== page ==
Latvia has developed an Innovation lab for user centric policy making via diverse innovative methodologies. We integrated innovative approaches to policy making at the very center of public administration, aiming to tackle complex horizontal issues via cross sectoral co-creation in development and testing of solution prototypes. InLab has become a national live testbed for new policy planning approaches with a vision of extending its impact to regional level.
The novelty of the project is in the way how problem solving is being carried out in the public sector in Latvia, which is the most important aspect to the context of innovation. It is not usual to organise design thinking workshops by involving stakeholders from the very beginning (even before a problem is defined) within the project in order to find solutions that could be later implemented. The project involves a systematic approach in addressing the needs of public sector innovation. So far there has been no public sector laboratory in Latvia, nor any other similar format that would be devoted to tackle specific cross-sectoral issues like public sector human resources as a whole, value-based public sector reputation and brand, and reducing administrative simplification. In terms of these specific topics our innovation is a completely new practice in terms of how solutions are being created.
It is a new practice of Latvia's public sector in general, which contributes to the public sector becoming more user-friendly, less bureaucratic, and targeted to solve cross-sectoral issues. Some of the issues the Lab is solving have not been solved for many years, therefore it is only possible to solve them by new approaches - creative, open, well facilitated design thinking workshops that always put the "customer", whether citizen, entrepreneur or public servant in the middle to ensure that the problem solution is serving stakeholder needs. Also project novelty lays in the fact that the State Chancellery, the entity who is leading the project, has become a new actor in the common innovation ecosystem in Latvia. This has highlighted the public sectors' need for itself to become more innovative, rather than just creating an environment for other sectors to be innovative.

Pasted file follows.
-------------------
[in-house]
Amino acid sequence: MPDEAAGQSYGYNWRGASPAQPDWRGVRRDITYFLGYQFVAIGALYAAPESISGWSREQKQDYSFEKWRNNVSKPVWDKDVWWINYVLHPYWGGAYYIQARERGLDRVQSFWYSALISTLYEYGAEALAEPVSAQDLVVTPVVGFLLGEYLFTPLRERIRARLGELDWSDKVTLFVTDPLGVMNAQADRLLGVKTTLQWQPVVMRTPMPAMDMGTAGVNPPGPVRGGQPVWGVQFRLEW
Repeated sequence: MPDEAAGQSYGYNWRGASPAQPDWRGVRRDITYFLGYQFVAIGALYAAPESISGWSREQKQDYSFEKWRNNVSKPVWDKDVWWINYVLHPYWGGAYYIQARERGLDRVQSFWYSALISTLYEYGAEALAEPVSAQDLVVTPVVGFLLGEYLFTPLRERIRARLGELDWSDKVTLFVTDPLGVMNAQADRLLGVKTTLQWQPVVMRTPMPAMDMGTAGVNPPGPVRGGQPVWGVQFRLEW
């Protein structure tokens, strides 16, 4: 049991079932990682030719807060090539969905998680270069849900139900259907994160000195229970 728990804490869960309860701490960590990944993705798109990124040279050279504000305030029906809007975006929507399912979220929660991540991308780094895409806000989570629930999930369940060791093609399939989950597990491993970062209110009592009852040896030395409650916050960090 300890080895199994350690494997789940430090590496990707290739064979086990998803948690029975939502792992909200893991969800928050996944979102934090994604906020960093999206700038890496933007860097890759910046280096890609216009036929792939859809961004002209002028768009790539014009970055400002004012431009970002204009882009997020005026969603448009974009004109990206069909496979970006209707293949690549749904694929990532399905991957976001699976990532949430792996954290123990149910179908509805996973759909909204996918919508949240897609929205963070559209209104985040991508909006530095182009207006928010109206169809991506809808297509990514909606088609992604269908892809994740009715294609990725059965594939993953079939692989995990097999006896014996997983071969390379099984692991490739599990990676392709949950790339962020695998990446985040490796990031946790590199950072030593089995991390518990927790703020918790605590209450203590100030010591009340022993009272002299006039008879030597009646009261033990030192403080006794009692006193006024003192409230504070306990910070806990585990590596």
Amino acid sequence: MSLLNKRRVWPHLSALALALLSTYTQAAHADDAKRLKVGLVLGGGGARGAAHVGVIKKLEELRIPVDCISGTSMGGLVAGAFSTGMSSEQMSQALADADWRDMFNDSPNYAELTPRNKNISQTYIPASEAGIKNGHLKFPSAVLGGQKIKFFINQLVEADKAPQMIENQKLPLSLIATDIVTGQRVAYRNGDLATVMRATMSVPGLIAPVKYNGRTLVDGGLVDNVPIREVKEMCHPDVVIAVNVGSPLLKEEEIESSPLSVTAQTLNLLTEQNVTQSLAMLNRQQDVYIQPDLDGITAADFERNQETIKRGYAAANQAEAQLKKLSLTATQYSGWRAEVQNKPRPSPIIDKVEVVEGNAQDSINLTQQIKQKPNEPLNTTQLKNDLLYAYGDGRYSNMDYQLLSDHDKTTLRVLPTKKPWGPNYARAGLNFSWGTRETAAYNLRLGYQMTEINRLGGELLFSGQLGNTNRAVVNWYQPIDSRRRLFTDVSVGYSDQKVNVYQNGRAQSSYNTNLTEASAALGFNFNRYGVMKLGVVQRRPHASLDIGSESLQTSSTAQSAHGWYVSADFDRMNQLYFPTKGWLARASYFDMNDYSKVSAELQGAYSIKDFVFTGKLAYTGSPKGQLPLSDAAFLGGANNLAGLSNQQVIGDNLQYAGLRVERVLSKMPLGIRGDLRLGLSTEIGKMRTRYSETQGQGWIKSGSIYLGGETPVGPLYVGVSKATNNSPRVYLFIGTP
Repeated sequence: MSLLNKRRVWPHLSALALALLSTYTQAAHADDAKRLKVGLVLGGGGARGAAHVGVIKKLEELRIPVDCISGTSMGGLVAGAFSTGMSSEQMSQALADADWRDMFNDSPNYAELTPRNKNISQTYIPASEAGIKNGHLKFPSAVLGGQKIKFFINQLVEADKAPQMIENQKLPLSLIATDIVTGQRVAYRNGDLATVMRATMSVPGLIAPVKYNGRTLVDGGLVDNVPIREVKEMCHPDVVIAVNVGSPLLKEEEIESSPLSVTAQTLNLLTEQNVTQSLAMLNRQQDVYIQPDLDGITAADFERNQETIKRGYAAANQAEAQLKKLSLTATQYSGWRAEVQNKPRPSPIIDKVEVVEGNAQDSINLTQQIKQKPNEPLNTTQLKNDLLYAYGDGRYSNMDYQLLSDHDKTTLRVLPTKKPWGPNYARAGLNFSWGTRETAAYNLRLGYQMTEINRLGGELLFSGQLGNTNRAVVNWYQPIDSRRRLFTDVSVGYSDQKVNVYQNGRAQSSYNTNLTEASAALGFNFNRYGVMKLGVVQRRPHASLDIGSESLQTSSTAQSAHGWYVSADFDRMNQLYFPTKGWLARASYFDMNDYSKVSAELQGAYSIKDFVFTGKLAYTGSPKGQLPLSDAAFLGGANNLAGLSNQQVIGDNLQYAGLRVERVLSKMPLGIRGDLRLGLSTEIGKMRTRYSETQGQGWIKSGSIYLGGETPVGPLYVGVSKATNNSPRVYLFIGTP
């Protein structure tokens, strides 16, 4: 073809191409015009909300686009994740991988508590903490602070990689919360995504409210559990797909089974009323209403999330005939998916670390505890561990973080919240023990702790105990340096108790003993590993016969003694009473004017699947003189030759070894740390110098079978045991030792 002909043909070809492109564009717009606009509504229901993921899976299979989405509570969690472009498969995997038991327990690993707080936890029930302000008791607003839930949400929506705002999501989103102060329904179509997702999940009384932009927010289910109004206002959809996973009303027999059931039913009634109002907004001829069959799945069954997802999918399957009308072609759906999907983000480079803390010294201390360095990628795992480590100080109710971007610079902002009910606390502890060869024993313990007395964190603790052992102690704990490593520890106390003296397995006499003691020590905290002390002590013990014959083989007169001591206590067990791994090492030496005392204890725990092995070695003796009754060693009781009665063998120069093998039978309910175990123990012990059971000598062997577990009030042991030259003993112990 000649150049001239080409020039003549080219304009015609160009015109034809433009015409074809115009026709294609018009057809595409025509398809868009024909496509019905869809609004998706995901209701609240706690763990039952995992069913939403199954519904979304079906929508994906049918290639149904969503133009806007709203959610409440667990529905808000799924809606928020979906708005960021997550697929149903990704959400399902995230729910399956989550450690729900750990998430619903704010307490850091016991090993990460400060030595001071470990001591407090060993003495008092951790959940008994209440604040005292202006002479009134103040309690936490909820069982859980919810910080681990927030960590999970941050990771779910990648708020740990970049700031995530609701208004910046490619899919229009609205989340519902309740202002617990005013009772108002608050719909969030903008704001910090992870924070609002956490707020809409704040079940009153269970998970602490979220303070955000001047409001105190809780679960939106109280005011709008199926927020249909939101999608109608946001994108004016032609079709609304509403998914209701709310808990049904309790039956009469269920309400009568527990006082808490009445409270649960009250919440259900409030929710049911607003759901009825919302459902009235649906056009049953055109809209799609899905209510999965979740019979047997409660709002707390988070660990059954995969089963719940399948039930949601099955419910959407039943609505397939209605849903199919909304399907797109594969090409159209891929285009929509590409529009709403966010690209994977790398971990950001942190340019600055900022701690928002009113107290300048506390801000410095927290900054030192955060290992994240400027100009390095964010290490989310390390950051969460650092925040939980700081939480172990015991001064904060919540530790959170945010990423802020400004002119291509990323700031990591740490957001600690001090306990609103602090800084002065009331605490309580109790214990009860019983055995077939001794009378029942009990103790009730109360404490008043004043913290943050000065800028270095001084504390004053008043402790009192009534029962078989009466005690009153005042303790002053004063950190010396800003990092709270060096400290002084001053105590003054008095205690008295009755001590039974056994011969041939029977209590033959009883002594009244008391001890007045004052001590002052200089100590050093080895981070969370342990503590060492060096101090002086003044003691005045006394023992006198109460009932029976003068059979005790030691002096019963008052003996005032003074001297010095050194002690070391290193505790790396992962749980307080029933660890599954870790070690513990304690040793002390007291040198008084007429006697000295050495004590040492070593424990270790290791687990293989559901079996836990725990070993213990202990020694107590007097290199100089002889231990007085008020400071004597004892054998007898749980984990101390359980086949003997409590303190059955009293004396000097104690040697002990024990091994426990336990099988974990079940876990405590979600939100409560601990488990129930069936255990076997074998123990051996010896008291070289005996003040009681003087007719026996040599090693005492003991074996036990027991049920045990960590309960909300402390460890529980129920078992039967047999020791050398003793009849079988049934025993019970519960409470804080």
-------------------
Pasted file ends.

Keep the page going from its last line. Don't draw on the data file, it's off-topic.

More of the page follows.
What Makes Your Project Innovative?
The Innovation Laboratory is the driver of public administration innovation in Latvia right under the Prime Minister in State Chancellery, which is the peak of public administration structure. InLab promotes cross-sector, cross-institution, and cross-department collaboration in developing user centric policy solutions. InLab work's methodology is based on the British Design Council's Double Diamond design process, which focuses on user needs for designing the best possible policy solution. In addition we use dynamic development (Agile) or the principles of an iterative approach – solutions are not created trying to solve everything at once, but gradually. InLab works in “sprints” or fixed-term agile project sessions designing policy solutions for horizontal challenges or problem situations, engaging participants from various institutions of public administration as well as experts and potential policy users in the policy design process.